WHERE I STAYED

I stayed at Itabashi-juku guest house hostel. It’s by Naka-itabashi station. It’s not in central Tokyo but it’s a great location that’s really close to the train station and very safe. It has grocery stores 30 seconds walk away, as well as many convenience stores.

  • Sleep: beds are super private and everyone there was very respectful of others. Very quiet, easy to sleep. There are curtains so you have privacy. Every bed has outlets and a lamp! And it won’t bother the other guests since the wall/curtain prevents that.
  • Lockers: Everybody just left their stuff because the lockers here aren’t big enough for any bags. They have small lockers for your valuables, but it wouldn’t fit a laptop for example. But I don’t think stealing is a problem here. Just don’t leave it in plain view, just in case. I have a lock for my suitcase so I just left things in there.
  • Showers: SUPER clean bathroom and showers with shampoo/conditioner and body wash all provided. Towels for rent!
  • Cost: Only $20 a night! But don’t lose your key because that’s $20 to replace… ^^’ luckily, somebody found it and I got refunded my $20! 😀 Japanese people are so nice. It’s in their nature.

WHAT I DID

As usual, the photos’ captions have short descriptions and more details are provided below in bullet points. THESE ARE NOT EDITED except 2-3 which were brightened/straightened.

Some of these places I’m about to talk about are subway stations. Basically, Tokyo is different from Toronto in that Toronto really only has one downtown (maybe two if you count North York separately) with the tall buildings and whatnot.. but Tokyo has several of these areas and they’re all gianormous.

  • Shinjuku is the biggest station in Japan. There are metropolitan buildings you can get a good view… but not as good as one I found in Shibuya which I’ll get to later. There are some alleyways with traditional old restaurants and bars: Omoide Yokocho & Golden Gai.
  • Harajuku/Takeshita sreet: here, you can see harajuku style and eat crepes. If you’ve been to Seoul, it’s kind of like MyeongDong with little stores and lots of people. I came across this while walking from Shinjuku to Shibuya (which you shouldn’t do because there’s nothing in between. Just take the subway).
  • Omotesando: good for shopping and there’s some good food too. There’s also a famous Tokyo bookstore called Tsutaya around here! GO!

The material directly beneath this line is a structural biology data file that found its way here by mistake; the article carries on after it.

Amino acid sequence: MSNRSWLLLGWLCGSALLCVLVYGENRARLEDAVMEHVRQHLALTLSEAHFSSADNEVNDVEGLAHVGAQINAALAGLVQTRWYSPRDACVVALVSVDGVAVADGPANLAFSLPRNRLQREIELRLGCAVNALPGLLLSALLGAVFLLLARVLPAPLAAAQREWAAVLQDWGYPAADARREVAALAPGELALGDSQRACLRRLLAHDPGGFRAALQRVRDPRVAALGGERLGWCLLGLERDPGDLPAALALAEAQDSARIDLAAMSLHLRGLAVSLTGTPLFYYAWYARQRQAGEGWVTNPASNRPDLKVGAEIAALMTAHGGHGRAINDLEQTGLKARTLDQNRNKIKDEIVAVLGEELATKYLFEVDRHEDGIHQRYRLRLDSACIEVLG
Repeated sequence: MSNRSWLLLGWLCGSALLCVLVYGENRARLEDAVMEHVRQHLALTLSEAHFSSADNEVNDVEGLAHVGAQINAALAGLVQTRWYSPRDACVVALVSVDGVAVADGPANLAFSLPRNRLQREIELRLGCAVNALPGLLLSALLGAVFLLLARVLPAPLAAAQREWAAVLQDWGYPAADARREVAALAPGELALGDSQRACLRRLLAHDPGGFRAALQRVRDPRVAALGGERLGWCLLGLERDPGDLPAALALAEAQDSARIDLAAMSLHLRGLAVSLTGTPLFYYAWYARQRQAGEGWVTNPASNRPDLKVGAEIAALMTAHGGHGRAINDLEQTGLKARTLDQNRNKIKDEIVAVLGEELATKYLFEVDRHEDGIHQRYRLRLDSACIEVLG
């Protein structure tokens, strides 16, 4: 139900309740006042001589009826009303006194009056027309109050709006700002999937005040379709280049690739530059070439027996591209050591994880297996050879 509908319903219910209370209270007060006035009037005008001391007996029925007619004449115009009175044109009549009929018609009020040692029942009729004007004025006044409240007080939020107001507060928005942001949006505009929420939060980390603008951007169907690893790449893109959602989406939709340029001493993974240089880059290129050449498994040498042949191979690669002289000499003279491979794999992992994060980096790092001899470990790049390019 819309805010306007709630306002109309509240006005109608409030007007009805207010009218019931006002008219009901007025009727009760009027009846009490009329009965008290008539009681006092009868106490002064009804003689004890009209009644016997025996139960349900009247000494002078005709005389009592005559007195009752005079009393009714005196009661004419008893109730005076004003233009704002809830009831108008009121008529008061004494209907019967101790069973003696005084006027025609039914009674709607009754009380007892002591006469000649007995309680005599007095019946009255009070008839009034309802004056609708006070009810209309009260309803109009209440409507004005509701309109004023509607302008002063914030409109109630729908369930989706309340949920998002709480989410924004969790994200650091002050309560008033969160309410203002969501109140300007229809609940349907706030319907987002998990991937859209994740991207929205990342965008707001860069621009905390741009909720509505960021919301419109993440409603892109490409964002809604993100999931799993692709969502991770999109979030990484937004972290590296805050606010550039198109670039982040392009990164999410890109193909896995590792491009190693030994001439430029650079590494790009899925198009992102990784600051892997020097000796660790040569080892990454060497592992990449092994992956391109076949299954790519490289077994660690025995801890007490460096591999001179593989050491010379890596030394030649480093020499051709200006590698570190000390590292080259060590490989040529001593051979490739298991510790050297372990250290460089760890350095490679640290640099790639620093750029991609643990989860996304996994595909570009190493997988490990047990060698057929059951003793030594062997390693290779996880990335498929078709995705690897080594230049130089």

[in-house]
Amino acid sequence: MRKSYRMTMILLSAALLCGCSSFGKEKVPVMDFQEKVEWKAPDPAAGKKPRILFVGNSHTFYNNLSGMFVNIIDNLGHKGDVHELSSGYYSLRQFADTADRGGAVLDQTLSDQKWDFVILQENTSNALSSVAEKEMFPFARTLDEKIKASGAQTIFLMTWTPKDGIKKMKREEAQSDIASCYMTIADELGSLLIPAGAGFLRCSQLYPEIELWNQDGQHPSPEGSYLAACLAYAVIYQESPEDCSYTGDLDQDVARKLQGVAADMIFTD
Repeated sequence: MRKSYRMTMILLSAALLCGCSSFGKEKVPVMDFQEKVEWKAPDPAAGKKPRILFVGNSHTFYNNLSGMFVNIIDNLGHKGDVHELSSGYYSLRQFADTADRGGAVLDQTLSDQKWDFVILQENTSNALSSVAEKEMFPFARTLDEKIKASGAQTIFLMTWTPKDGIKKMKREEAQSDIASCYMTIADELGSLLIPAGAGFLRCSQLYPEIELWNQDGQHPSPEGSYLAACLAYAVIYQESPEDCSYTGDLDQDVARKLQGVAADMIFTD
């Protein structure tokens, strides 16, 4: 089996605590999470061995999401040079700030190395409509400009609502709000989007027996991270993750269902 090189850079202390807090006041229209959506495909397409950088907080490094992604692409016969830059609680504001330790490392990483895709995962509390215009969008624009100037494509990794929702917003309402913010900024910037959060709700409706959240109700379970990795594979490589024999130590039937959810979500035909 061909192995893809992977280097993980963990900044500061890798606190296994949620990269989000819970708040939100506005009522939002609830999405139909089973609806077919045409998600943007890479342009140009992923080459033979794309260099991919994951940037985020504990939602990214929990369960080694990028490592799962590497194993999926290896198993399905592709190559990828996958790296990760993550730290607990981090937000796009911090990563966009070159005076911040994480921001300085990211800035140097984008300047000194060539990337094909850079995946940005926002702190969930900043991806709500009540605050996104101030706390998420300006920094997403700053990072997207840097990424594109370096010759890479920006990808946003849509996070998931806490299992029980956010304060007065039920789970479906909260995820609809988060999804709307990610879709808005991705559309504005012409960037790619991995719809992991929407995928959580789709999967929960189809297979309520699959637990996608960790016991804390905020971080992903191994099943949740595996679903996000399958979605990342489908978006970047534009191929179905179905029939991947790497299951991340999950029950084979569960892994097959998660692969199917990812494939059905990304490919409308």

• Shibuya: young people go here for shopping, bars, izakaya, clubs, etc. I’d compare it to Richmond/Adelaide in downtown Toronto. If you want a good photo/video if Shibuya crossing, you can go inside the station to the second floor (maybe 3rd floor? Not sure sorry!) where the window gives you a good view. Or go toward Mark City and follow the steps on this hack way to get to the top. We went twice and almost got caught the second time so just be careful or pretend you want to check out the restaurant on the 25th floor :P. The sign clearly says people like us are prohibited.
  • Ginza: like a NYC fifth avenue with tons of upscale shops and normal shops. The UNIQLO global flagship store is here. It’s 12 floors! We went inside. I don’t really know why there are 12 floors but whatever.
  • Tsukiji fish market: walking distance from Ginza. Go early (6AM) for good fresh sushi! Go even earlier (2-3AM) to see the catch – both of which I didn’t do. Best to do this wile you’re still jetlagged :P. I went at 10AM. It was still super cool! It’s basically like a market where everyone sells fish and unique snacks. I’d say it’s a must-see if you’re interested in learning about food. There are fish hanging from ceilings and I accidentally licked one while pretending to lick one for a photo LOL.
  • Ueno: has a big and nice park (with a pond, zoo, temples, museums, fountains, etc.) and shops and restaurants and bars. Has great illuminations if you’re around in the winter time!
  • Asakusa: DEFINITELY a must see! It’s January and it’s still beautiful because of their decorations. There are street vendors selling little food items and traditional things as you can see in the photos.We went here and saw these 3 girls posing in a cute/funny way, and we asked them to take a photo of us and posed the same way LOL. It was hilarious for everyone.